Let’s set the scene…
You’ve just completed your work piece and you’ve given it a gorgeous looking coat of Danish oil. However, you’re scratching your chin about what to do next.
You’ve heard all about how important it is to seal wood properly. And so now you’re asking yourself; should I apply water based polyurethane over danish oil?
Yes, you can put a water-based polyurethane coat over Danish Oil. It shouldn’t be a problem getting the poly to adhere to the finish (provided you’ve waited for the Danish oil coat to fully cure).
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How Long Does Danish Oil Take To Cure?
Danish oil takes anywhere between 24 to 48 hours to cure. However, it can take several days for a Danish oil finish coat to cure if you’ve applied multiple coats. It can also take longer to cure if the wood piece happens to be drying in cool and/or damp conditions.
It is worth noting that pure oil alone doesn’t actually cure into a hard resin. If you simply applied nothing but natural oil to the surface of wood, it wouldn’t turn into a solid film.
The process of ‘curing’ involves a chemical reaction that turns a liquid solution into a hard solid. This is what happens with, say, a varnish solution.
Most modern Danish Oil finishes are a blend of linseed or tung oil plus varnish, (with roughly a third of the finish being made up of varnish).
And it is that blend that allows Danish oil to fully cure into a hard film.
Does Danish Oil Even Need A Top Coat?
It depends. Any frequently used wooden furniture, (such as bedside tables and chairs), will become dull and worn before their time. In these instances, adding an extra hard-wearing top coat is a good idea.
Whereas work pieces that are handled infrequently, (such as wooden clocks and carved ornaments), don’t need additional protective coats.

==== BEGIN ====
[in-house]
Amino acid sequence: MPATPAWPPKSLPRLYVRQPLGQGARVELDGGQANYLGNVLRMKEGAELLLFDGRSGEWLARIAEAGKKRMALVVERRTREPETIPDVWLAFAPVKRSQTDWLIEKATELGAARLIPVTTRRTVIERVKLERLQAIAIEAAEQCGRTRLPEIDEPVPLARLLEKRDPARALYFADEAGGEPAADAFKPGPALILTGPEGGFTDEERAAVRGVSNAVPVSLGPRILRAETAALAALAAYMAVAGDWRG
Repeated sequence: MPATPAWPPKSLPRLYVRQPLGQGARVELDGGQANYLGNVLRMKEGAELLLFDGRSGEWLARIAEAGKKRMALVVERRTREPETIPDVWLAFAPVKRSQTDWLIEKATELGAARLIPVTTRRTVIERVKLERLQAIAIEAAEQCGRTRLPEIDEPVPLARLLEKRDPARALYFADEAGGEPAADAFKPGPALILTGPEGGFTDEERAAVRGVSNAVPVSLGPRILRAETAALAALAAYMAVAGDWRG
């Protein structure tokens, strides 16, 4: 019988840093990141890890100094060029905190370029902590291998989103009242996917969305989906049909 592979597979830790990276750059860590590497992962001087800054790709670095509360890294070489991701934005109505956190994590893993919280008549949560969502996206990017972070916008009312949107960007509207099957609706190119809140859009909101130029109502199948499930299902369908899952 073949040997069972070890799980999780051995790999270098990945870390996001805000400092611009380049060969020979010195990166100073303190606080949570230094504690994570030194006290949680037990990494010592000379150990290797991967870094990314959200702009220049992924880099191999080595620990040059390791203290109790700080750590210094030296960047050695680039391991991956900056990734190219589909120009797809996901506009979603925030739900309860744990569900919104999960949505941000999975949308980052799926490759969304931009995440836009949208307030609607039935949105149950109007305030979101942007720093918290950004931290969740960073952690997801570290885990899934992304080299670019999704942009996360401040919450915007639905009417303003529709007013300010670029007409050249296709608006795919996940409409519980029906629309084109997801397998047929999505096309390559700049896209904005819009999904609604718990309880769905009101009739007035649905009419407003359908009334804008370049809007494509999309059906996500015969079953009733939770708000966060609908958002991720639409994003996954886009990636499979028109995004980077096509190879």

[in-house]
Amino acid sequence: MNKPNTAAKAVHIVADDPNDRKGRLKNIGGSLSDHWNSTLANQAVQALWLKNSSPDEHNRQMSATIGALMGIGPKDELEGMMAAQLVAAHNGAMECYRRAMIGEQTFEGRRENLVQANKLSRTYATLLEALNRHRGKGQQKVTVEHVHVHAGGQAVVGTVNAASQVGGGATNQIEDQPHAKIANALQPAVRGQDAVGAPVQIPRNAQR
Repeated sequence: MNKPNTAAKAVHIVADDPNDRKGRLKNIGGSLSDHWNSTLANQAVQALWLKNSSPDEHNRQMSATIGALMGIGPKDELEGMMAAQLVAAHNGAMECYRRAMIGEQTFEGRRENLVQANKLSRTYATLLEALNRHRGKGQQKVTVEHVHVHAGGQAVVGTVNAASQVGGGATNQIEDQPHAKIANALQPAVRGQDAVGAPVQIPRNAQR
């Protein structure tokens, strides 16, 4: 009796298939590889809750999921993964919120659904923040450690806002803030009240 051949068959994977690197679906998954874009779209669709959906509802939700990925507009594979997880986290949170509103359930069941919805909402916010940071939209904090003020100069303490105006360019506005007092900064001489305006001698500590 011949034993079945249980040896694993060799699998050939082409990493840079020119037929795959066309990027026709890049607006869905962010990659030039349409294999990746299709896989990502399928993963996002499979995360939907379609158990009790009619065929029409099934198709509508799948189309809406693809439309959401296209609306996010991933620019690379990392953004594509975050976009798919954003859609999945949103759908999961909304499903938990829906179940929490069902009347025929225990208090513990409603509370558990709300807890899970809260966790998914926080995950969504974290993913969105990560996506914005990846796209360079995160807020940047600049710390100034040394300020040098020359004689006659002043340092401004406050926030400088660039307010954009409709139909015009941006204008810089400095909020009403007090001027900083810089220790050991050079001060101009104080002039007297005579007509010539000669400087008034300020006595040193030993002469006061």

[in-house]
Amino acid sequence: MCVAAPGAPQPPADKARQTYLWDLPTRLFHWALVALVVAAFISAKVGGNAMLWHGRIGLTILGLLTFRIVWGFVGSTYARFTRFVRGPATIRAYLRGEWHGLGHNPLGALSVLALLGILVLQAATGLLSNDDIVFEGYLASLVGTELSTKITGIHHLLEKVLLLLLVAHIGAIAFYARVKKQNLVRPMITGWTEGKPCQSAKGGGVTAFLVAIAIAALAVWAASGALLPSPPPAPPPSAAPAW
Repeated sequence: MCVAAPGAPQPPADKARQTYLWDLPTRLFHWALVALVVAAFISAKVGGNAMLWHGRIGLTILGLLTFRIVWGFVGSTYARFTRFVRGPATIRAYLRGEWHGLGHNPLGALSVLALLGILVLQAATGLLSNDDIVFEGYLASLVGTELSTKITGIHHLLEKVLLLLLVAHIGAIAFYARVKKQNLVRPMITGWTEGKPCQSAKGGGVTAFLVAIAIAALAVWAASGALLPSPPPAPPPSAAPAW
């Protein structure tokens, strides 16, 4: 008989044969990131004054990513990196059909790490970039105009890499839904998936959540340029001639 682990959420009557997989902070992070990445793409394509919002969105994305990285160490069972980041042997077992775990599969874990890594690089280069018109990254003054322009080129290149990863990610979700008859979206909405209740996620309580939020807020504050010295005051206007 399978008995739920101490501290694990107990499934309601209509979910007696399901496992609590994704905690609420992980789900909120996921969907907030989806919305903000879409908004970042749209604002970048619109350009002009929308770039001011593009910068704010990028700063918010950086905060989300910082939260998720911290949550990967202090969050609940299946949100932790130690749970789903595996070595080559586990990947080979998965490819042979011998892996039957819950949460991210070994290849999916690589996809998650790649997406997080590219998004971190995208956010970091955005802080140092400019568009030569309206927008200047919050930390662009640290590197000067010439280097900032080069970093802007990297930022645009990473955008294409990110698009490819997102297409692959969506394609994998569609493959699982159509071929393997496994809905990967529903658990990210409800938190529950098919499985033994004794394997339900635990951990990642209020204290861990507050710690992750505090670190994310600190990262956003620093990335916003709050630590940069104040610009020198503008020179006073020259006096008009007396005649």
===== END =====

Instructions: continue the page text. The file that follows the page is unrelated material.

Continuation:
Now, having said all that, most over-the-counter Danish oils are designed to be a complete finish solution. In other words, they don’t require a top coat.
Are you still unsure about using Danish oil on your woodwork piece? Click here to learn all of the pros and cons of this popular wood finish, ‘Danish Oil: Advantages an Disadvantages’.
Should I Use Oil Or A Water-Based Polyurethane On Danish Oil?
When it comes down to pure looks over substance, oil-based polyurethane stands out head and shoulders over its water-based counterpart.
However, water-based polyurethane dries faster, saving you a lot of time if you are working on a large project.
Let’s take a quick run through of the pros and cons of each one:
- This makes wood look richer and gives natural wood a deeper more rustic shine.
- Less expensive than water based polyurethane.
- Requires very little touching up work once the jobs done.
- They take 4 times longer to dry than their water-based counterparts.
- It will begin to darken into ever deepening amber tones.
- Get ready to whiff it up with this finish. Oil-based polyurethane gives off way more fumes than water-based solutions (thanks to their higher VOC content).
What does VOC content mean? VOC (Volatile Organic Compounds) refers to the fumes a solvent releases into the air as it dries.
- It dries so much faster than the oil-based version.
- And because it dries faster you can apply multiple coats without having to wait around all day.
- It is more durable since it uses an acrylic resin base (and not an oil base).
- They look duller and they sap the wood of its vibrancy.
- These poly’s are much more expensive than oil-based ones.
- It requires more upkeep and maintenance than oil-based poly.
Can You Mix Oil Based And Water Based Polyurethane?
Oil and water do not mix. As a result, oil-based and water-based polyurethane do not blend.
Now, you are probably wondering; ‘If oil and water do not mix, how does water-based poly work on a Danish oil finish?’.
The answer is simple; after Danish oil is cured, water-based poly can adhere to it.
On the other hand, if you were to apply the polyurethane before the danish oil finish has time to cure, it wouldn’t stay on.
How Can You Tell If Polyurethane Is Oil Or Water Based?
Easiest way to tell oil-based from water-based is to simply look at the label.
Okay, so that was a bit of a tongue in cheek answer… but its true! Just scan the label, and you’ll be fine.
However, if you want to double check, simply open up the can and take a look inside. Water-based polyurethane will look milky when inside the can (even though it brushes on clear).
How Many Coats of Water Based Polyurethane Should I Use?
A minimum of 3 to 4 coats is a good start for basic protection.
After that, how many more coats you add is up to you. Still putting on some extra ‘maintenance’ coats, (every few years as a touch up), isn’t a bad idea either.
Applying a water-based polyurethane coat onto a Danish oil finish is perfectly fine. And it is a great way to give your woodwork project long-lasting protection from everyday wear and tear.
Just be sure you wait it out and give the oil finish time to dry and become fully cured. After which, you are good to go!